ITAY BUDIN RECEIVES WEINTRAUB AWARD FOR OUTSTANDING GRADUATE RESEARCH
March 5th, 2012
Molecular and Cellular Biology graduate student Itay Budin has received the Hutchinson Cancer Research Center’s 2012 Harold M. Weintraub Graduate Student Award, which recognizes outstanding achievement during graduate studies in the biological sciences. Budin’s research focuses on understanding the selective pressures that drove the transition from primitive to modern cell membranes. He is one of twelve graduates from those nominated nationwide to receive the award on the basis of the quality, originality, and significance of their work.
“Itay has a terrific understanding of physical systems at the molecular level,” says Jack Szostak, professor of genetics at Harvard Medical School and Budin’s advisor in the MCB's Engineering and Physical Biology (EPB) graduate program. “It is this insight and his creativity that have allowed Itay to do such surprisingly simple but informative experiments on the role of membranes in the origin of life.”
As Budin explains, the first cell membranes had a simpler lipid structure than modern cells. “We showed that the process of linking two fatty acids together into a phospholipid causes a dramatic growth of fatty acid membranes--by consuming neighboring membranes.” This competitive growth phenomenon is chemically much simpler than synthesizing new lipids, as modern cells do. It also provides a mechanism for membranes to evolve the now universal phospholipid bilayer structure. Budin is now trying to evolve in the lab an RNA ribozyme that could catalyze this reaction and provide insights into the 'RNA World' hypothesis for the origin of life.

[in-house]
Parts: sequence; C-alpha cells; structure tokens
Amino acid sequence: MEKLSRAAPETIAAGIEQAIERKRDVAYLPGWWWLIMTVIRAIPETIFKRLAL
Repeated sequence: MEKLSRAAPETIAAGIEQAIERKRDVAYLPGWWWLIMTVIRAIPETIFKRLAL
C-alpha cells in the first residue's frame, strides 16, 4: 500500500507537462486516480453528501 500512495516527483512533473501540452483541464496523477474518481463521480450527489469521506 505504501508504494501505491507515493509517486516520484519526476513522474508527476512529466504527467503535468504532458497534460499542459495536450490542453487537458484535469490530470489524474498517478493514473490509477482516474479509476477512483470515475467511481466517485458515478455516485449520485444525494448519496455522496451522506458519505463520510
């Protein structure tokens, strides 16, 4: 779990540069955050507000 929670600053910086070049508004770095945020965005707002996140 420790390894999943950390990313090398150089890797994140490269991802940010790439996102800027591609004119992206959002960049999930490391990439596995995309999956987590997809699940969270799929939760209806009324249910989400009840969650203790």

“The Weintraub award is a real honor,” says Budin. “It's great to be recognized for doing basic science to address fundamental questions about the biology and mechanisms by which cells have evolved.”
Budin and the other award recipients will participate in a scientific symposium honoring Hal Weintraub and his commitment to innovative science on May 4, 2012, at the Hutchinson Center's Robert W. Day Campus in Seattle.
The award symposium will consist of scientific presentations by the graduate student awardees, and informal gatherings of students and faculty. The award is sponsored by the Fred Hutchinson Weintraub and Groudine Fund, which was established to foster intellectual exchange through the promotion of programs for graduate students, fellows and visiting scholars.
[March 5, 2012]